doubt,” and added that while it was possible that Eliyahu and Cherniak had a
misunderstanding, that Eliyahu “stood by her version of events” and even had
attacked Channel 1 on Facebook back in December over how the interview was
Ayalon added that he had confronted Eliyahu to explain why he
was asked questions about the Liberman case, and that she apologized, but said
Channel 1 had broken an agreement.
The prosecution submitted an affidavit
from Eliyahu on the issue to the court on Wednesday.
Ayalon also returned
to his central point that what was said in the interview was unimportant as it
was not connected to the central legal allegations against Liberman.
Cherniak was pressed by the prosecution about not being truthful, and that media
interviewers regularly agreed to strings-attached for certain interviews, he
said that he could only testify about the rules that he lived by, not
According to the two Channel 1 employees, a few weeks after the
interview with Ayalon, Eliyahu called and confronted Cherniak about the
agreement in question.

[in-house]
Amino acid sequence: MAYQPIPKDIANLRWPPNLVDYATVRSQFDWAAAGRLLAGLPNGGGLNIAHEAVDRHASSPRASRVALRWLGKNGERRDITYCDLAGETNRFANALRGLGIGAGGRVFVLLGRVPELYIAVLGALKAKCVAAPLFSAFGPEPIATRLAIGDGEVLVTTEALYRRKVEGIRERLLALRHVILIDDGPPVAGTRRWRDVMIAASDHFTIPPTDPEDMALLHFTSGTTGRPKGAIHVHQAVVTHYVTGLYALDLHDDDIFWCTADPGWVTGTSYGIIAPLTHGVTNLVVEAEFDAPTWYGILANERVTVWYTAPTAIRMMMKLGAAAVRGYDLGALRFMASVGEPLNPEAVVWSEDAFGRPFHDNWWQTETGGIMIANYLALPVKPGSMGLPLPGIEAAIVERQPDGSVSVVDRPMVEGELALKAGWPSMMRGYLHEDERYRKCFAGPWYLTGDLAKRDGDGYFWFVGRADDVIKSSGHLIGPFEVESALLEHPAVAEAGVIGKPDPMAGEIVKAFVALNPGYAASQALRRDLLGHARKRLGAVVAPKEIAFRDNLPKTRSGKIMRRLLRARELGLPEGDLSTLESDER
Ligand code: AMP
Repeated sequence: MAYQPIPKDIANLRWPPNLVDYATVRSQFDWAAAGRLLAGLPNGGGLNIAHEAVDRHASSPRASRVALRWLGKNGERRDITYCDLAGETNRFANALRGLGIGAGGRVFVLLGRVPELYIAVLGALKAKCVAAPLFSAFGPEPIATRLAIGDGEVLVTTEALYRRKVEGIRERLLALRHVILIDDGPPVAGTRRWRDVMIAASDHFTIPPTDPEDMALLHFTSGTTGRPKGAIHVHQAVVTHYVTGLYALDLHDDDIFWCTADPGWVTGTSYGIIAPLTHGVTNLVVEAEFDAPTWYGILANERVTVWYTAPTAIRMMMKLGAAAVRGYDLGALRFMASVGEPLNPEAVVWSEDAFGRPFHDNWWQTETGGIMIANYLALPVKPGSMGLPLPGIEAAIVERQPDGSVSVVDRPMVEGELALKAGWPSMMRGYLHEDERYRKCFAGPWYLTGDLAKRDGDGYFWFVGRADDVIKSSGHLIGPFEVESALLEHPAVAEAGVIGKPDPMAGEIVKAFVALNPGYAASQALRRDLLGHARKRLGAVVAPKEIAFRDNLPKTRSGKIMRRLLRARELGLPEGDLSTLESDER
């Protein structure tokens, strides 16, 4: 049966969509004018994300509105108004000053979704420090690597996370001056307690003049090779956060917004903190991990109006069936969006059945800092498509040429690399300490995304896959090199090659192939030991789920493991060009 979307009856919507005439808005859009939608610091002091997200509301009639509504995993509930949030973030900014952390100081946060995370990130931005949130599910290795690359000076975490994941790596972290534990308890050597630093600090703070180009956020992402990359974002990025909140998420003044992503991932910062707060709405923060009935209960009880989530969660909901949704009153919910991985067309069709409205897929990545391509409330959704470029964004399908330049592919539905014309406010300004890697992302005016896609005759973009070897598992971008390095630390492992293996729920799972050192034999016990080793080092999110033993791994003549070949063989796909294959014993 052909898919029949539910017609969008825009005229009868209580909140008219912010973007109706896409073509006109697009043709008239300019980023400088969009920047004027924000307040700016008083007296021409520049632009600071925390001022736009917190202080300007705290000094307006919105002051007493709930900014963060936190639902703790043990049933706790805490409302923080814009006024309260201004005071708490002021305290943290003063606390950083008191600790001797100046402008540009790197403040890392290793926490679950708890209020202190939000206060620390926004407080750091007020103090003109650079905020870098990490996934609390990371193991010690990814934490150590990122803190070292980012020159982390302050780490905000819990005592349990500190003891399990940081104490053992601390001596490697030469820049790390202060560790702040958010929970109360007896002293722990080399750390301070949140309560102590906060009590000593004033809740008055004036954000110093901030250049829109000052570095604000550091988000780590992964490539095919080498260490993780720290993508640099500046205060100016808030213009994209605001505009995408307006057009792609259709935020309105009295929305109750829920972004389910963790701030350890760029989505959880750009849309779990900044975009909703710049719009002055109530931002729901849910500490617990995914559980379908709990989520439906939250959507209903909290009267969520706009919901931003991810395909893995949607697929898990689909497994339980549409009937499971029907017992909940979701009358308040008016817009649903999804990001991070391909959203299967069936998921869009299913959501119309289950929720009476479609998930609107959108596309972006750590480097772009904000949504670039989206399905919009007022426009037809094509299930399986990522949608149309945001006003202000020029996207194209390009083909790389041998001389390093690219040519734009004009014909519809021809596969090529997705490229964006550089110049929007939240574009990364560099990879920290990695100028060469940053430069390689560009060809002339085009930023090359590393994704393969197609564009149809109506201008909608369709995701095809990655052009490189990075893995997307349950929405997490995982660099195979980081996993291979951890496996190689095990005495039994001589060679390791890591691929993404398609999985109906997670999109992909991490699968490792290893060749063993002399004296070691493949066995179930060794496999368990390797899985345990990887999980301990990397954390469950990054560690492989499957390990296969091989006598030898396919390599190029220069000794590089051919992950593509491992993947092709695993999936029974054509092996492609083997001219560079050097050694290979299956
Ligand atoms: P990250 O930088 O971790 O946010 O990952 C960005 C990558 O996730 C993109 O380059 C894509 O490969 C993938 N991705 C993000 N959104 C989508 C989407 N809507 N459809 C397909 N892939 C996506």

Cherniak claimed he believed the spokesman was
trying to record the conversation.
Earlier Wednesday, deputy
director-general of the Foreign Ministry Pini Avivi also testified in Liberman’s
defense, stating that Ben-Aryeh was uniquely qualified for the job of ambassador
to Latvia because of his knowledge of Russian language and
Avivi, promoted to his current position by Liberman and
considered close to the Yisrael Beytenu leader, deflected criticism of Ben-Aryeh
as Belarusan ambassador.
Whereas former head inspector of the Foreign
Ministry Viktor Harel had accused Ben- Aryeh of allowing his local employees in
Belarus to fall into poverty, rendering him unfit for being ambassador to
Latvia, Avivi said that this issue “is not the job of an
Pressed whether he was testifying under influence or fear of
Liberman, Avivi said that he retires in February 2014 no matter what, so that
he, objectively, does not need to fear anyone.
He added that the
possibility of Liberman returning to be foreign minister was not having any
impact on current ministry officials who were testifying in the case.